That's the way it is with measuring social media marketing though - organic transparency embattling a filtered lens.
It's a contradiction of sorts (and the segue a bit of a stretch, but work with me), and contradiction is the new marketing chic. I'm in marketing and understand you have to be able to measure the results of your tactics and your return, but:
Stop the methodical marketing madness and start a conversation. Get a little messy. It’s real and it works.
That's what I mean by adding social media marketing to your mix. I’m a big fan of the softer outcomes such as familiarity and trust and sharing our valuable content and that of other influencers, customers and prospects. The more familiarity and trust I build with my customers, prospects and influencers, the more valuable my company becomes to them.
Relationship building helps us grow our company. We hear it anecdotally again and again of late from our customers and agency clients.
However, I get the fact that in order to know if your social media efforts are helping your grow your company, you don’t want touchy-feely bunnies, unicorns and rainbows. (Remember, at some point you have to shut-up and sell.)
You want ROI measurement. With all your marketing activities.
Here's some good stuff from our social media marketing eBook. You want definitive returns from these and measurement should always be tied back to what your marketing objectives are in the first place. So while most marketers would agree that measuring return on social media marketing staffing and time investments can be difficult, these are the ultimate metrics we tout you should track throughout all your integrated marketing efforts, even in social media. They are:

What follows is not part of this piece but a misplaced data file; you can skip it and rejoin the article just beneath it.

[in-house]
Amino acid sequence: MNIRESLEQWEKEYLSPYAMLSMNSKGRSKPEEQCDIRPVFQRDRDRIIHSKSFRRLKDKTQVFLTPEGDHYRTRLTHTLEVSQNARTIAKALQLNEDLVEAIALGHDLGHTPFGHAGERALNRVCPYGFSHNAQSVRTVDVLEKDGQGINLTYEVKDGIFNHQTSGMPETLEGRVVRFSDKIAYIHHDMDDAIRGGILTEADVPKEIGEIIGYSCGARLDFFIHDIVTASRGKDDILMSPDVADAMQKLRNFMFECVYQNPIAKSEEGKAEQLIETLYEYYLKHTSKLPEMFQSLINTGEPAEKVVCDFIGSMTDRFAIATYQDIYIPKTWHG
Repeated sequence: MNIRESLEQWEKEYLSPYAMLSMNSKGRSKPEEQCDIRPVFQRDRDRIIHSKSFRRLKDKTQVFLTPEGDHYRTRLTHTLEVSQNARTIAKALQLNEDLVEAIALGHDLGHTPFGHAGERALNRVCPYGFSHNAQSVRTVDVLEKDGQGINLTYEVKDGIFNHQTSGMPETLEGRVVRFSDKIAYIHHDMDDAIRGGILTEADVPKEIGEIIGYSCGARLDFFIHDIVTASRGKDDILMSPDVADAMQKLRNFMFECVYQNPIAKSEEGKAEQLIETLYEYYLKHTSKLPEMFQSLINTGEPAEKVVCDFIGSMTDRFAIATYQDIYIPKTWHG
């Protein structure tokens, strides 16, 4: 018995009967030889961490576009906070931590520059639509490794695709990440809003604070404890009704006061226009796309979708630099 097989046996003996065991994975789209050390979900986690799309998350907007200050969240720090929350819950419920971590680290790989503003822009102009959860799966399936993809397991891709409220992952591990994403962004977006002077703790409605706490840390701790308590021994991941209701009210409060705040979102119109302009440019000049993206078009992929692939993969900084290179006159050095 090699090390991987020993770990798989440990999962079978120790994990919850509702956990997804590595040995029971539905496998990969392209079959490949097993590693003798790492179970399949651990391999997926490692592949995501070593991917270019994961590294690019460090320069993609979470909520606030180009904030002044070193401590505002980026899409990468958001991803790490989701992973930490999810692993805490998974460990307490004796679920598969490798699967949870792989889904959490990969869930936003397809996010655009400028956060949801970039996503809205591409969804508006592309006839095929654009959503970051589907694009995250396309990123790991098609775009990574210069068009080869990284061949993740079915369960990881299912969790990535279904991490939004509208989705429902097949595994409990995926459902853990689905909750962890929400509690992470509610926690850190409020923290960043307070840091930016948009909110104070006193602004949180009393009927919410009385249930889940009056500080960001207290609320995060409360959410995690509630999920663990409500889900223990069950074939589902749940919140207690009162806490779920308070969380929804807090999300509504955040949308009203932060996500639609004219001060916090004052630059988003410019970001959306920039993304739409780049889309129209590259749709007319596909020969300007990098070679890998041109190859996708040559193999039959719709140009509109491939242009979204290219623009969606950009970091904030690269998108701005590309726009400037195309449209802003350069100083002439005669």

Just as you measure how often your direct marketing and PR efforts are paying off for you online – how many times your emails are opened and clicked through via an email service provider, and how many search-optimized releases are being touched and read by whom and where as tracked by our Direct2Net distribution service (PR Web) – you can do the same for your social media marketing efforts.
There are specialized online services – Radian6, Viralheat and the latest HRmarketer membership tool -- the My Company News e-Clipping service -- that tracks your “company” and “brand” across the Web and social media (think of Google Alerts on steroids), providing analytics as to how many mentions you’re getting, what the mentions are, and where and who they’re coming from. I know there are many others now as well.
At the very least you can set up and monitor Google Alerts to see where you’re appearing online, and use a Twitter software tool like TweetDeck or Seesmic Desktop to monitor how many mentions and retweets your “tweets” get over time. There’s also the Twitter search tool where you can search for your company mentions (don’t forget to use the hashtags!). You can also monitor how much conversation you spur in Facebook, LinkedIn, and the other professional networks you’re a part of.
Yes, no matter what tools you use, your time investment will increase, but it’s the only way to truly know what your visibility looks like in social media.
All content marketing links should link back to one place – your Web site landing page where the eBook can be easily downloaded.